LEADER TIMES WEEKEND RELIGION ARTICLE FOR
January 23, 2016 by William H. Scarle, Jr. 813-835-01
Trees are very important to the nation of Israel. On Monday, September 25 the Jewish calendar celebrates the “New Year for Trees.” The name of the celebration in Hebrew is Tu B’Shevet which translates “the fifteenth day of Shevet”, which is the eleventh month in the Hebrew calendar. Tu B’Shevet is not strictly a biblical holy day, but it was set aside to facilitate the rule in Leviticus 19:23 which outlines the use and tithing of fruit from trees planted in the “Chosen Land.”
Once a tree begins to bear fruit it is forbidden to eat the fruit for the first three years. The fruit in the fourth year shall be an offering to the Lord. On the fifth year the fruit may be eaten.
Such a regulation requires a date on which the age of the tree is reckoned. The winter date of Shevet 15 was chosen. This would mean that after the tree is planted the first Shevet 15 is reckoned as year one of the tree’s age.
Today Tu B’Shevet has become a kind of Jewish Arbor Day. For centuries Israel was marched over by the armies of vast empires. This began with the Syrians in the times of the biblical kings. The Syrians were followed by the Babylonians, who were followed by the Persians, who were followed by the Greeks, who were followed by the Romans. Armies require trees to provision the troops. They need firewood, tent poles, wood to build siege engines and scaling ladders. They denude the course of their invasion of trees. Not much forest is left following the attack of an invading army in ancient times.
In more modern times what we know as Israel was part of the Ottoman Empire from 1517 until 1917. For the Ottoman rulers in Istanbul Israel was a tiny territory far far away with no particular economic value. It became a backwater province which produced nothing but a few dollars that could be squeezed from the occasional Christian pilgrim.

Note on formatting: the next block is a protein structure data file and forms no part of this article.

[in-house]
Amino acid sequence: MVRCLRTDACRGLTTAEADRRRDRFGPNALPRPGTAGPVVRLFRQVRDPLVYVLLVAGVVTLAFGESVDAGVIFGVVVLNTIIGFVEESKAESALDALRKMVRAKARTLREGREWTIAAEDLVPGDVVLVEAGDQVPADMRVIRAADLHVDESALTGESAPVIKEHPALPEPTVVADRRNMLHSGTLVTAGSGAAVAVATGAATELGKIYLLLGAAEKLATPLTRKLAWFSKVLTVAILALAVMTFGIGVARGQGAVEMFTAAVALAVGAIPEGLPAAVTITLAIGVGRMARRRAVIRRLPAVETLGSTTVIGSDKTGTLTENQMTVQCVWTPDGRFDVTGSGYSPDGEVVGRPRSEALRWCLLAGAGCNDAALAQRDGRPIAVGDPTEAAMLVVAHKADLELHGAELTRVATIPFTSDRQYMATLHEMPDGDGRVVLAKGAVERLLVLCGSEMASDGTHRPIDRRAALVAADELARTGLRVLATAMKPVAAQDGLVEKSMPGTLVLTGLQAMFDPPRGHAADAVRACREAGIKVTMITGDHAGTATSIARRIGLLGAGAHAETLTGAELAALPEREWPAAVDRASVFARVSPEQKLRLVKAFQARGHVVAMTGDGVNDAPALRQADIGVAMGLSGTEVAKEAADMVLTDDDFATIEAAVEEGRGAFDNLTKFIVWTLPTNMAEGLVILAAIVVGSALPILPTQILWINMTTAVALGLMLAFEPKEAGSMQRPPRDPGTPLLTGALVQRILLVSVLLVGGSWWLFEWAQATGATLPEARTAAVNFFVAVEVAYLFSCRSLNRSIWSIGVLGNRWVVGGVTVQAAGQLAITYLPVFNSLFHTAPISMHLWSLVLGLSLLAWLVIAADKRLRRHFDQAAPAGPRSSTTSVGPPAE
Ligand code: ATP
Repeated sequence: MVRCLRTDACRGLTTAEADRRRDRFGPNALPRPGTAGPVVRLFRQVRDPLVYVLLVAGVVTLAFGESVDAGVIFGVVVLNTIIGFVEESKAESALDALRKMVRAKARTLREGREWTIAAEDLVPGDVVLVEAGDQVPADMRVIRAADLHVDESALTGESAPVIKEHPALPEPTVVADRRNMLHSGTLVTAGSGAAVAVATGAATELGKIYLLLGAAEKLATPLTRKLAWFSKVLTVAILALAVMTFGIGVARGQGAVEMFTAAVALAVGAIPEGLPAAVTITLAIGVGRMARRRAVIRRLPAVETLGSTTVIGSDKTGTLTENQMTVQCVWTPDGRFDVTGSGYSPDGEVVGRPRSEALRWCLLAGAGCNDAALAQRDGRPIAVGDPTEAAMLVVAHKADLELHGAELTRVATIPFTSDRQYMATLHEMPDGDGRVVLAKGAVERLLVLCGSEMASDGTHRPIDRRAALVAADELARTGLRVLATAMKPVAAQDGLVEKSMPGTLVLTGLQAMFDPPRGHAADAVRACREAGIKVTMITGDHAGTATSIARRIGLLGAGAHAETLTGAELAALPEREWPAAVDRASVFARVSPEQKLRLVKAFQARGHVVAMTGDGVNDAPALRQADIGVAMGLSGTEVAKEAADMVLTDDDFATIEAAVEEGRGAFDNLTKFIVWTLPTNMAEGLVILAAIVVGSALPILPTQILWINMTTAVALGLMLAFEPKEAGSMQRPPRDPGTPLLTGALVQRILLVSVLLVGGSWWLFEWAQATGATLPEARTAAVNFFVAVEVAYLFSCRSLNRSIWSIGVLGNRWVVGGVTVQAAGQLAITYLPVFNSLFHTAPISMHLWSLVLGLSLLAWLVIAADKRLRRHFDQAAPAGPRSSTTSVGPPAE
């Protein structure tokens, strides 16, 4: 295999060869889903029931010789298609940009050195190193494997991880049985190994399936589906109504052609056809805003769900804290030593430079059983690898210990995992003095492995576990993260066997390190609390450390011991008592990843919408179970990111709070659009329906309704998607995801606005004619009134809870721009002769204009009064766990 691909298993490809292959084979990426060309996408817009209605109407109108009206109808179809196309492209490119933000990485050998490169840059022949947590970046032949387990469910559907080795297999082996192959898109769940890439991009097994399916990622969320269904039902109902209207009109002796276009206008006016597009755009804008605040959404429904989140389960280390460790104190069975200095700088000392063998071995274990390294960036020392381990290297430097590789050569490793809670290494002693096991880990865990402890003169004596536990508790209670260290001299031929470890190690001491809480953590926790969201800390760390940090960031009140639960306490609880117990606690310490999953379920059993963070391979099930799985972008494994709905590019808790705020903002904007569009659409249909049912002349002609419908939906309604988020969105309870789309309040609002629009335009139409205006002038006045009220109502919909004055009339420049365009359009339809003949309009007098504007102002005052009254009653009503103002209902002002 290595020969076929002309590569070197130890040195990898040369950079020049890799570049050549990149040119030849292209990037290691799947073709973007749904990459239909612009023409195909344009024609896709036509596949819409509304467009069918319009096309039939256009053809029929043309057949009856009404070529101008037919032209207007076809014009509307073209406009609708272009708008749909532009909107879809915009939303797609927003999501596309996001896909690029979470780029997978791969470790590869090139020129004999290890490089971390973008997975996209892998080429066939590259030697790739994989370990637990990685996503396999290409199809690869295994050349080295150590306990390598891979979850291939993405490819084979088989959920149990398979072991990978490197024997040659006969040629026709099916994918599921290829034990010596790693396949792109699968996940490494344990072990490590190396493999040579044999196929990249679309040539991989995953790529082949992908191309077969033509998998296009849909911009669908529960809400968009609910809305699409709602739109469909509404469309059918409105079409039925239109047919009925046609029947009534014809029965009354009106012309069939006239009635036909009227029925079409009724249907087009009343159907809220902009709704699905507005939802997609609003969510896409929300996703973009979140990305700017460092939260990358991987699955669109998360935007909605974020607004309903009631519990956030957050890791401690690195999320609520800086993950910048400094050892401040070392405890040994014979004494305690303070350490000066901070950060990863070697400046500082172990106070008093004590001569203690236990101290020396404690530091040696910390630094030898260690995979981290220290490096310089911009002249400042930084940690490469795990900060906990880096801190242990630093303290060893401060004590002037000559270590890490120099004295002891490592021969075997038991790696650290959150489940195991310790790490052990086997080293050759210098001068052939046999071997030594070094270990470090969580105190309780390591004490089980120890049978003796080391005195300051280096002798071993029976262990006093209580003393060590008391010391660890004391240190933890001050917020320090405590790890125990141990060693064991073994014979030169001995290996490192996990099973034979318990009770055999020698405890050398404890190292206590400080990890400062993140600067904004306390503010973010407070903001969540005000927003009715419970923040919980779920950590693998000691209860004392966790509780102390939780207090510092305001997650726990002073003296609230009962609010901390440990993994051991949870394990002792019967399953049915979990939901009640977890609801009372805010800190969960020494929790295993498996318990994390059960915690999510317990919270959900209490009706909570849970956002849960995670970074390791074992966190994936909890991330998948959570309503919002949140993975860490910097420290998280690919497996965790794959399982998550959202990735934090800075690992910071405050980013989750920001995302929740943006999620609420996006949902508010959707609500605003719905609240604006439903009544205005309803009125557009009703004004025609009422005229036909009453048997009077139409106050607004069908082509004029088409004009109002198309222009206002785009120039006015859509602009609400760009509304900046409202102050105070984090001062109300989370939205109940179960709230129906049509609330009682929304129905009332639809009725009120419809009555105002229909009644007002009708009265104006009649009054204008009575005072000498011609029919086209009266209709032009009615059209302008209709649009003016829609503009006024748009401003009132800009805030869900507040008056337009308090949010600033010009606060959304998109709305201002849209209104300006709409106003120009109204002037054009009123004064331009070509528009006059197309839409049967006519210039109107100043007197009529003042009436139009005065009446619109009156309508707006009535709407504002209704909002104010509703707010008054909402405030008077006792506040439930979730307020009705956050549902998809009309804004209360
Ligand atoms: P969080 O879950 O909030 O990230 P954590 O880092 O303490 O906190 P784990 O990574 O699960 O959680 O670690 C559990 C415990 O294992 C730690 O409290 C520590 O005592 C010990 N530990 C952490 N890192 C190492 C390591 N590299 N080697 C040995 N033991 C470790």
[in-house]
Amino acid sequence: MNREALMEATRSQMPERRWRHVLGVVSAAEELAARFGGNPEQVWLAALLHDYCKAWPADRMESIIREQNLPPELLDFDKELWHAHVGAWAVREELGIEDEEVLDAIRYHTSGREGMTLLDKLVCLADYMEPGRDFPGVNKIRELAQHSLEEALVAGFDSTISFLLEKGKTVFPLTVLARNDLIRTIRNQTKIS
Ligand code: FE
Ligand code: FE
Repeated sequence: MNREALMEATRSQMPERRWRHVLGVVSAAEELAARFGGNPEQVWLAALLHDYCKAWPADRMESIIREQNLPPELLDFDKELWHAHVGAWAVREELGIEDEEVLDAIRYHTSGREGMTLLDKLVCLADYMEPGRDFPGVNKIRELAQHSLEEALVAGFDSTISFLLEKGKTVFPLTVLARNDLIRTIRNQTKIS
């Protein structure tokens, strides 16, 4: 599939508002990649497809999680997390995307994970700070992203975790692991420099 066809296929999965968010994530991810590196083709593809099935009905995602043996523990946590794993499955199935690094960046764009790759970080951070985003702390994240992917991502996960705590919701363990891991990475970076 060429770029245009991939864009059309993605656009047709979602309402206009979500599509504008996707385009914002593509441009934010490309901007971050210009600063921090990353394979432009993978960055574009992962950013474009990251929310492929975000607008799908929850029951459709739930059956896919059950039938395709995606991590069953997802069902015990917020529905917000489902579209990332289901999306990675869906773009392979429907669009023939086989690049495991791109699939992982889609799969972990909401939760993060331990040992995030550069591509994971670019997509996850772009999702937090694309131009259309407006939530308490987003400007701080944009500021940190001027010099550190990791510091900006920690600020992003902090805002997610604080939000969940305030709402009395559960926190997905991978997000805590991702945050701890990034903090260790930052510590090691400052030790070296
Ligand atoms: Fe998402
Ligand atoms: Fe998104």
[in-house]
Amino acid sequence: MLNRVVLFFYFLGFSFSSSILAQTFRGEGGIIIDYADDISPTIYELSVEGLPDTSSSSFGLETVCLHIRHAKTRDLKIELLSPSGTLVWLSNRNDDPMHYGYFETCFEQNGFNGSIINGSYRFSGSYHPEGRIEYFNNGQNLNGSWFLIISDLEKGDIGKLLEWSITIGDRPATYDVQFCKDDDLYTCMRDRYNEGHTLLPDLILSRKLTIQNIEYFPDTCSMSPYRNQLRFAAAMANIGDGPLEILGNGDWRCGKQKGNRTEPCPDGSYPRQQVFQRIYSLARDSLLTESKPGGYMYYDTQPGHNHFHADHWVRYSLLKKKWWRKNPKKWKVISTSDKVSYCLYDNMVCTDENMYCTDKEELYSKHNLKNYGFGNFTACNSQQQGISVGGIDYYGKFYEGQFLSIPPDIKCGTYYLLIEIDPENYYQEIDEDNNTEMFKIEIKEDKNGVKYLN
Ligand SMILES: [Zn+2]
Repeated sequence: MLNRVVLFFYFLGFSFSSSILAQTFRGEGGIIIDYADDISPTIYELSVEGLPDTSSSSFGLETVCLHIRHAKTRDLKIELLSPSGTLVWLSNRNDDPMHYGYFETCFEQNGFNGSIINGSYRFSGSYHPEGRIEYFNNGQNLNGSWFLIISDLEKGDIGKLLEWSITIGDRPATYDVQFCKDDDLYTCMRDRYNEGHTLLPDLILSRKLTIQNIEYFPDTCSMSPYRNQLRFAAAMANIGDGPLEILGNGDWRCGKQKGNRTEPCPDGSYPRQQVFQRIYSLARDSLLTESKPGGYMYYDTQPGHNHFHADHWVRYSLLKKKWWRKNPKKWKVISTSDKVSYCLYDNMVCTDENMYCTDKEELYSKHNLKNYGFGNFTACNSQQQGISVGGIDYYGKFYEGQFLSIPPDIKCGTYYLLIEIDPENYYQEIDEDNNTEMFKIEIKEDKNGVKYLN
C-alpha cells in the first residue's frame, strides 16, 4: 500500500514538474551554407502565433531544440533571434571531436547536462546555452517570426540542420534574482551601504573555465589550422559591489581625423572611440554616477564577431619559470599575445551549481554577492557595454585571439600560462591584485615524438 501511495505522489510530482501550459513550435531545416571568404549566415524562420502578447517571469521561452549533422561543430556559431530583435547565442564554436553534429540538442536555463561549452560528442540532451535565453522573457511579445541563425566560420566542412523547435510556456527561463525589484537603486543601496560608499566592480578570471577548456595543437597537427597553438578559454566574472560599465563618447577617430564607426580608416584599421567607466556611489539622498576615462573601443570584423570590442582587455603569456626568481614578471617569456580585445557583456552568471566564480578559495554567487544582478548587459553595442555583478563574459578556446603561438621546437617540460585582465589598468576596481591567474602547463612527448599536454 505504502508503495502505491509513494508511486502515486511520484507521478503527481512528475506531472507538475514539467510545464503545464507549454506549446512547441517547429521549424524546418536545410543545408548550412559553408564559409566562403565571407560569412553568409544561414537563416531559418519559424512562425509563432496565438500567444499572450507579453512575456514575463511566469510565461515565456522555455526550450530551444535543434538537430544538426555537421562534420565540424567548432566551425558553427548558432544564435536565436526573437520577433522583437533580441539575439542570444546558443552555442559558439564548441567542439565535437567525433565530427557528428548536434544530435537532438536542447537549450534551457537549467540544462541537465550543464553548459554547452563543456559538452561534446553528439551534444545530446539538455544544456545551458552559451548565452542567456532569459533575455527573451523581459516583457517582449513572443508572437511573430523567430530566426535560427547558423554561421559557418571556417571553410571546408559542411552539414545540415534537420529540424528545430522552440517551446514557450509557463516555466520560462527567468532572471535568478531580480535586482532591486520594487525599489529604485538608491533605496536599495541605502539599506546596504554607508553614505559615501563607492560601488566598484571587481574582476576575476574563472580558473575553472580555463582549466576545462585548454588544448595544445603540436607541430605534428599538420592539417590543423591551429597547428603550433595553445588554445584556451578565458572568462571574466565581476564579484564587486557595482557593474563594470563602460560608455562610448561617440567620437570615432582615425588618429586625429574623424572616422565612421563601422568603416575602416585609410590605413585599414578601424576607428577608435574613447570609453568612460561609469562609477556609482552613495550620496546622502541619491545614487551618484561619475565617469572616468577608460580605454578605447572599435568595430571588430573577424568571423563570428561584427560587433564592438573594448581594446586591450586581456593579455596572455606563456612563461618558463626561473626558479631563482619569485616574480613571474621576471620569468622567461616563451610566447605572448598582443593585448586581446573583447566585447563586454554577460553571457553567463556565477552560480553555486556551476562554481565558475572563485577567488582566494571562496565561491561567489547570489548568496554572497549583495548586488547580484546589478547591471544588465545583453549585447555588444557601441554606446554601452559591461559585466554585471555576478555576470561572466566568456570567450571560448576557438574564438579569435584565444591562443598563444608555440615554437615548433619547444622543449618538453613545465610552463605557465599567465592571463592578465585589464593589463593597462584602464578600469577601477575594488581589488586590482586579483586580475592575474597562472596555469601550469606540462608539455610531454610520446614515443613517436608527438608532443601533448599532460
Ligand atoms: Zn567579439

One source of revenue was taxes on property. The Ottoman’s decided that taxes would be leveed on the basis of the number of trees growing on private land. It takes little imagination to discern the results of this regulation. Land owners cut down all trees but those essential for their livelihood.
The first Jewish immigration to Israel began in 1882 and ended in 1903. Jews, mainly from Russia, began to buy land from the Ottomans and develop farms. The land was baron and eroded. Trees became a priority. Trees hold the soil, prevent wind damage and offer shade.
When Israel became an independent nation again in 1948 trees were again a priority. Now the land could be reclaimed systematically with private and government cooperation. Millions of trees were planted all over the nation. Entire forests were created. The Scarle family planted a few of them. I’m sure some of my readers also planted trees in Israel. As the Prophet Isaiah foretold – “The wilderness and the dry land shall be glad; desert shall rejoice and blossom like the crocus.” The old story is told of the imaginary “thank you” note from Israel saying, “Thank you for the tree. Your day to water is each Wednesday.”
The tree planting continues until today and Tu B’Shevet is an important holy day for Israel and its people. Trees are important.
(Bill Scarle can be contacted at firstname.lastname@example.org). END-whs